Google reports 80% spike of Flutter-built apps in Play Store as 1.20 is released

Autofill arrives for mobile forms, plus new viewer widget, performance and tooling updates

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Google has released version 1.20 of its Flutter cross-platform framework for mobile, web and desktop, and reports that the number of Flutter-built apps in the Play store has increased from 50,000 to 90,000 since April.

Flutter 1.20 is the second stable release of 2020, the first being version 1.17 in early May. Google Product Manager Chris Sells (who formerly worked at Microsoft on the Windows 8 JavaScript development platform) said the update has “multiple performance improvements, from the lowest levels of the rendering engine and in the Dart language itself.” Dart is the programming language used for the Flutter framework, and compiles either to native machine code or to JavaScript, enabling web application support. Flutter also targets Android and iOS, with Linux, macOS and Windows desktop applications in varying stages of preview.

With the desktop environments in mind, this version of Flutter has improved mouse support. Sells said the mouse testing support has been refactored, improving performance by up to 15 times. There is also now support for different mouse cursors, which Sells said was “one of the most upvoted features for desktop.” Drag and drop support has been improved, so you can now get the exact coordinates of a drop location.

Another key feature is autofill support in mobile applications. This means that Flutter apps now hook into the iOS and Android support for text autofill, so that users can quickly add common form fields like name and email address.

There is a new widget called InteractiveViewer, created by software engineer Justin McCandless, which enables panning and zooming of its child widgets. Rotation is planned but not yet working. There is also a new TimePicker widget and updated sliders and DatePicker. In general the design style follows Google’s Material Design guidelines, making it particularly at home on Android (as you would expect from Google), but there is also support for Cupertino widgets for a native iOS look and feel.

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The most commonly used editors for Flutter are Android Studio/IntelliJ or Visual Studio Code (VS Code). A new experimental feature in the VS Code is the ability to embed Dart DevTools such as the Flutter Widget Inspector within the VS Code window, whereas normally it appears in a separate Google Chrome window.

The Widget Inspector is handy for designing and troubleshooting Flutter layouts. Other embeddable tool pages cover Timeline, Memory, Performance, Network and Logging. The Network page now shows the timestamp and duration of network calls, which is useful for troubleshooting things like websocket data or web service requests.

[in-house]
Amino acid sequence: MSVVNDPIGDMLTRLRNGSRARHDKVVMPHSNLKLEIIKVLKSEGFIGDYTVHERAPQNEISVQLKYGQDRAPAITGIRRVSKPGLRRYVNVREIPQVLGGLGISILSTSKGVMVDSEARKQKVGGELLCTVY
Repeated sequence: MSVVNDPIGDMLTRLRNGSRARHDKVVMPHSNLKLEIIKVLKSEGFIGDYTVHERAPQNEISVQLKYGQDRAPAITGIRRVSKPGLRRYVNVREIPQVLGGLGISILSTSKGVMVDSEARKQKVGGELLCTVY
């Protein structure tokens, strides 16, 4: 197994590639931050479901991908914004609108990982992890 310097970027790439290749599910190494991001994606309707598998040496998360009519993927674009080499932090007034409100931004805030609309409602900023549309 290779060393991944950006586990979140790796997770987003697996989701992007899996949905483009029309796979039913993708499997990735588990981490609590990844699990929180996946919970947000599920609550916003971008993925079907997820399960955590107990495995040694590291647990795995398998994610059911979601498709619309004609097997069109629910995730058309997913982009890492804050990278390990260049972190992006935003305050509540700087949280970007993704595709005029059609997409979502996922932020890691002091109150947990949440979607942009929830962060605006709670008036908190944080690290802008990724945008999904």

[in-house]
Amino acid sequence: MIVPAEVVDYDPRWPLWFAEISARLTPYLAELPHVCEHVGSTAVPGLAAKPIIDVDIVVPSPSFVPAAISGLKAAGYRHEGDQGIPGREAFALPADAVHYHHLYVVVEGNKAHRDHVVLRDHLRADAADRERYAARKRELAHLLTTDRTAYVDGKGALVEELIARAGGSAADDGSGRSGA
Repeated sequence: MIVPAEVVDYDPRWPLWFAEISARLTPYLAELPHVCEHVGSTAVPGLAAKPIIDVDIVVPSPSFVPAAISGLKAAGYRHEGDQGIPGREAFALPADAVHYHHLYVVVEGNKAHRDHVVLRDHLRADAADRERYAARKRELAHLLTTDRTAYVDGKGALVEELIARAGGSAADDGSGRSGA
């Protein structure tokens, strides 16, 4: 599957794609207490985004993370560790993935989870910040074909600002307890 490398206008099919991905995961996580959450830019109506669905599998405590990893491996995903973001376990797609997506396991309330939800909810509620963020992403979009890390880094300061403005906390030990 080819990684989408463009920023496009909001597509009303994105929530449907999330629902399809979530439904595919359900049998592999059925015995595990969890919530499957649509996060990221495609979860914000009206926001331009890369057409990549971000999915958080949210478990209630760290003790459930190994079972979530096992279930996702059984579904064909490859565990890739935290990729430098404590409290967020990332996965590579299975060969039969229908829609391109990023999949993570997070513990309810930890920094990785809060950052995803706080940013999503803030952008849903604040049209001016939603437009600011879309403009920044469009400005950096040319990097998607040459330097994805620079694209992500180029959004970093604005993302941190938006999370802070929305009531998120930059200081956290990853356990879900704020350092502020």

Flutter is one of many choices for mobile and cross-platform development. Dart has its advocates, but its use of Dart is not a big advantage since it is likely that developers coming new to Flutter will have to learn it as it is not that widely used elsewhere, unlike Java, JavaScript or C#, for example. On the other hand, when Google embarked on the Flutter project, first shown to the world in 2015, it was a fresh take on the problem and not weighed down by legacy. Google seems committed to the project, which appears to have a role in the experimental Fuchsia project (a new operating system) as well as for its other target platforms. It is a contrast with Microsoft, which supports frameworks to the point of confusion, with Xamarin, React Native and Blazor alongside its Windows native frameworks.

Developers Łukasz Kosman and Jakub Wojtczak, who work for the application and web design company LeanCode, recently posted about their experience with React Native, Xamarin and Flutter. Flutter enables faster development, they claimed. “It took us 67% of the time in comparison to Xamarin (667h vs 987h) and 69% of the time needed to create the app with ReactJS (486h vs 704h) for the very same scope using the same API on a backend side.”

They achieve 90 per cent shared code, on average, between iOS and Android. They also claimed that Flutter made it easier for developers and designers to cooperate than React Native. Another Flutter advantage is size. The average size of a Xamarin app is 25MB, they said, and 32MB for React Native, whereas a Flutter app is 11MB - they acknowledged that the figures are not directly comparable, but feel that it accurately showed a pattern. LeanCode has decided to use Flutter for its mobile technology and to cease involvement in developing apps on different frameworks.

Others will have different priorities, different skills, and reach different conclusions, but Flutter does have momentum and is worth a look for those looking for a cross-platform framework.®

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